Sunday, December 20, 2015

Fins - U.S. businesses keep wary eye on improving relations with Cuba

Fins: U.S. businesses keep wary eye on improving relations with Cuba
2:25 p.m. Thursday, Dec. 17, 2015 | Filed in: Business

It was a year ago that the U.S. and Cuban governments announced their
Cold War thaw — and we've seen many signs of rapprochement since.

Embassies have reopened, and airlines and cruise lines have plans to
start service to the island. It seems everyone is making travel plans to
explore the erstwhile forbidden island, if they haven't been there
already, including President Barack Obama.

So, finally, the Cold War with Cuba is over, right? No, not by a long shot.

"No question the hardest work is still ahead," said Adolfo Garcia, an
attorney and part-time West Palm Beach resident who represents people
wanting to do business in Cuba. "The hardest question is the money."

More specifically, the close to $10 billion in assets expropriated
without compensation by the Castros and legal judgments that, over
decades, have been levied against the Cuban government in U.S. courts.

Yes, the door has opened for tourism and some trade, but that's the
low-hanging fruit. It's direct investment in a country that creates
stability, prosperity and economic staying power.

In August, I wrote about how Cuba's totalitarian and communist rules
basically rule out free enterprise. But Garcia, a Cuban-born and
U.S.-raised attorney who works for a Boston law firm, Brown Rudnick,
said major hurdles also remain on the U.S. side.

The Helms-Burton law that codified the embargo, Garcia said, still
scares away executives and businesses. Companies may be interested in
Cuba, but the law is the law, and no one wants to break it.

"What I hear, and this is unanimous from all sides, is the biggest
problem is U.S. law," said Garcia, who is a proponent of the Obama
administration's approach to Cuba.

Then there are the legal judgments. These include long-standing claims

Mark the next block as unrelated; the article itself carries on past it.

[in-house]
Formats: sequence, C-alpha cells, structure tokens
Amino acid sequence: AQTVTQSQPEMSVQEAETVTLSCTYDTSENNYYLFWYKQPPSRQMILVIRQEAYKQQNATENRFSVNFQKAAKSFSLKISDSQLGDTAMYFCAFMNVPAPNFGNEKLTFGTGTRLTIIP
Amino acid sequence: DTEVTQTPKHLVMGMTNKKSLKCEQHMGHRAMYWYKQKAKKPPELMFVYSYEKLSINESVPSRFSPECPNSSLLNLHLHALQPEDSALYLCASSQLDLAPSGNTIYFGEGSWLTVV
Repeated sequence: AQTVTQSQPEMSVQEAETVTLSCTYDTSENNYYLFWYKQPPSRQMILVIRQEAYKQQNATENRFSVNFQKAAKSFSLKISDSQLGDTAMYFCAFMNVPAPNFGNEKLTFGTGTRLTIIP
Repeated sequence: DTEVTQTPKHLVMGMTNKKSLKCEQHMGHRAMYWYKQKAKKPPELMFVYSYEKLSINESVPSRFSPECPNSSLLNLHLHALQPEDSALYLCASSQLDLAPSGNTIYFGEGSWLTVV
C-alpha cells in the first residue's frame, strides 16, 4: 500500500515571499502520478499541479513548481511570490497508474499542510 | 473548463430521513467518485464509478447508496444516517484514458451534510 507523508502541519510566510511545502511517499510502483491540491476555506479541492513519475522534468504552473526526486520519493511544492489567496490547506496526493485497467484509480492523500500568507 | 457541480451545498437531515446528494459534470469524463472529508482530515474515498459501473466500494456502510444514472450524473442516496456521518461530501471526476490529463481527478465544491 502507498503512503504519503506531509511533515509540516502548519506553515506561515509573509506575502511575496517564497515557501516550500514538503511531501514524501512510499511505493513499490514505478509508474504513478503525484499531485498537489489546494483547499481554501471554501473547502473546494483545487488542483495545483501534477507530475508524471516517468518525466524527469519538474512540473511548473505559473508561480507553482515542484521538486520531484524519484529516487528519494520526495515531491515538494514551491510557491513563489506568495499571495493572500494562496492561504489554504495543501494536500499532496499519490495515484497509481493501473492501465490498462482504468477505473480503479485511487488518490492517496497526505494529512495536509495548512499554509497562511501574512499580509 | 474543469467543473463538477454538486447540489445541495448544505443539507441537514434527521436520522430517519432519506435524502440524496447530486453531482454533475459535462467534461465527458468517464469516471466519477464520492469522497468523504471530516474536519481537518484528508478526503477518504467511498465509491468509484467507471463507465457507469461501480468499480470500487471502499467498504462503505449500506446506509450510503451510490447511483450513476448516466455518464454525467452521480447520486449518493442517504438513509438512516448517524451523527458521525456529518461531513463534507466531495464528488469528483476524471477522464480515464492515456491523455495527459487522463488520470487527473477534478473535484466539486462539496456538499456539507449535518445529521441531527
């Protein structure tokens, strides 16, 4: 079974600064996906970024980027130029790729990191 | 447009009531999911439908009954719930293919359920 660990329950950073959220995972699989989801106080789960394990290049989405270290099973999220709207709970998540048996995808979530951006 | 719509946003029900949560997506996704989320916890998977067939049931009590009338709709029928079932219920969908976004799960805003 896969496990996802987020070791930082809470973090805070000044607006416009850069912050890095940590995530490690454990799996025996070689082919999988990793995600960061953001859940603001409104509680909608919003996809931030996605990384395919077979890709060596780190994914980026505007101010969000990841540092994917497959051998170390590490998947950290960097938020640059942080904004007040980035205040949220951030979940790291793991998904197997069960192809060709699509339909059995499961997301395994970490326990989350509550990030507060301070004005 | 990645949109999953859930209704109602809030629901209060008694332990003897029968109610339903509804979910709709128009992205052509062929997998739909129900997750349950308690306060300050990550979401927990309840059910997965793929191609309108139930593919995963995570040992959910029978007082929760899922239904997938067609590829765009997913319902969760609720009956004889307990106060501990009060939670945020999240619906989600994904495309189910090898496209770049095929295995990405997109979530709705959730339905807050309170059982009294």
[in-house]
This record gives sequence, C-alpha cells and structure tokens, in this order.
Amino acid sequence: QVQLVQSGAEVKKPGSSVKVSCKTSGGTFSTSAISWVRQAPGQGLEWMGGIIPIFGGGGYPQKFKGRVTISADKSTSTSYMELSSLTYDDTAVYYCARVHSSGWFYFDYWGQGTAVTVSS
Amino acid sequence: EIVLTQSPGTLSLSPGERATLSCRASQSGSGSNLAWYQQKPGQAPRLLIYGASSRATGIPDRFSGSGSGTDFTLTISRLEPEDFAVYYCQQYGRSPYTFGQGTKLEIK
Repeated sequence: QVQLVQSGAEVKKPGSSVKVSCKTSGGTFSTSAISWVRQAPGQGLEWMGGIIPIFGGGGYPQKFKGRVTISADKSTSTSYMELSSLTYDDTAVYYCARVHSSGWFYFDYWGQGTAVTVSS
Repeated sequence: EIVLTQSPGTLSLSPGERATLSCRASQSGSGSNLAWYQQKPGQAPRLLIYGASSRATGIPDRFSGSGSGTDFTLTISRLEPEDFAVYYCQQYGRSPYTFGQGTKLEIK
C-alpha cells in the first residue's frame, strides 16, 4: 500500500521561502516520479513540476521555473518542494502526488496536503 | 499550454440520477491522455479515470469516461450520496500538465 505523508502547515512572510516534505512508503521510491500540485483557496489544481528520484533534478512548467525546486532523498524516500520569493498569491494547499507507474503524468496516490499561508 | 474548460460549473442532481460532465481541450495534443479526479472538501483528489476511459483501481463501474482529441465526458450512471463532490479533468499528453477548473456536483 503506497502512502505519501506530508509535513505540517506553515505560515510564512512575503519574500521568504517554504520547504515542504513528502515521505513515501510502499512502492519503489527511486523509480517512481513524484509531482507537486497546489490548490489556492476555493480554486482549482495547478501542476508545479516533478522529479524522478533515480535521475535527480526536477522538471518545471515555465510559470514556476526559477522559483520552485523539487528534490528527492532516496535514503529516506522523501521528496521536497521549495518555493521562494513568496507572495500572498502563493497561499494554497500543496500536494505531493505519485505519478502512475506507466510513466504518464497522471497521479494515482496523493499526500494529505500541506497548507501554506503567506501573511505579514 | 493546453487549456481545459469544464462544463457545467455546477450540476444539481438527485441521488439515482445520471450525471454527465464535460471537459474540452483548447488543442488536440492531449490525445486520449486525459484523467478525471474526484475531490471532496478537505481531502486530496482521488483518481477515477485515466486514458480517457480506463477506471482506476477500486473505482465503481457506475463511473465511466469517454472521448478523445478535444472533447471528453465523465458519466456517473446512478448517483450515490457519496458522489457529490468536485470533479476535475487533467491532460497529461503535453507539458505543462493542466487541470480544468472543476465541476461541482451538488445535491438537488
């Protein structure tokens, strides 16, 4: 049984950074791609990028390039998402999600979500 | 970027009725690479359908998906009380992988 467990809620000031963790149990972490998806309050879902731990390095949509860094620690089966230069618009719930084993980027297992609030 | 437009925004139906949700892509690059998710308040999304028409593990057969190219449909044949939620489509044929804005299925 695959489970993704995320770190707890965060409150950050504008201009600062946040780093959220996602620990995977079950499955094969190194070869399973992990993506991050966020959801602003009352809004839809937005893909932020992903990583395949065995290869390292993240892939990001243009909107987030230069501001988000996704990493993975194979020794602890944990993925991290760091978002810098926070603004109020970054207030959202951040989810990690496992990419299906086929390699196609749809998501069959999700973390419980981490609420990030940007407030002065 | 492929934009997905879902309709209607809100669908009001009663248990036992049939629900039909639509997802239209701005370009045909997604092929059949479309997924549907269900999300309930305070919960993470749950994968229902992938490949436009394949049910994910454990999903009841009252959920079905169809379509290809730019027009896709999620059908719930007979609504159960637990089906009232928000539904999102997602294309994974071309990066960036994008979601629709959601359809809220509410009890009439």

by U.S. citizens and businesses for compensation for their expropriated
properties, plus more recent judgments by American citizens and
residents — such as the families of the Brothers to the Rescue pilots
brutally killed by Cuban fighter jets — who sued the Cuban government in
U.S. courts.

Garcia said people on the Cuban side worry about "attachments" — a sort
of lien against a U.S.-Cuba business to settle existing claims. It's
akin to garnishing wages.

The claims are challenged by the Cuban government, which has said it is
owed $1 trillion from the U.S. for damages incurred under the embargo.

"That's a very tough argument," said Garcia. "And it's going to be very
hard to change U.S. law until these complicated and difficult issues are

And there is a U.S. presidential election next year, which means a new
president could put the brakes on all of this in 2017. Still, Garcia
said the opening toward Cuba announced a year ago is still very much
worth the effort.

"After 50-plus years, it was time to do something different," he said.
"Just remember, the goal is not immediate change in Cuba, but to create
conditions for change."

A correction from last week: Just wanted to set the record straight on
the name of Oasis Outsouring.

Source: Embargo, legal claims stand in way of normalized US-Cuba
business | -

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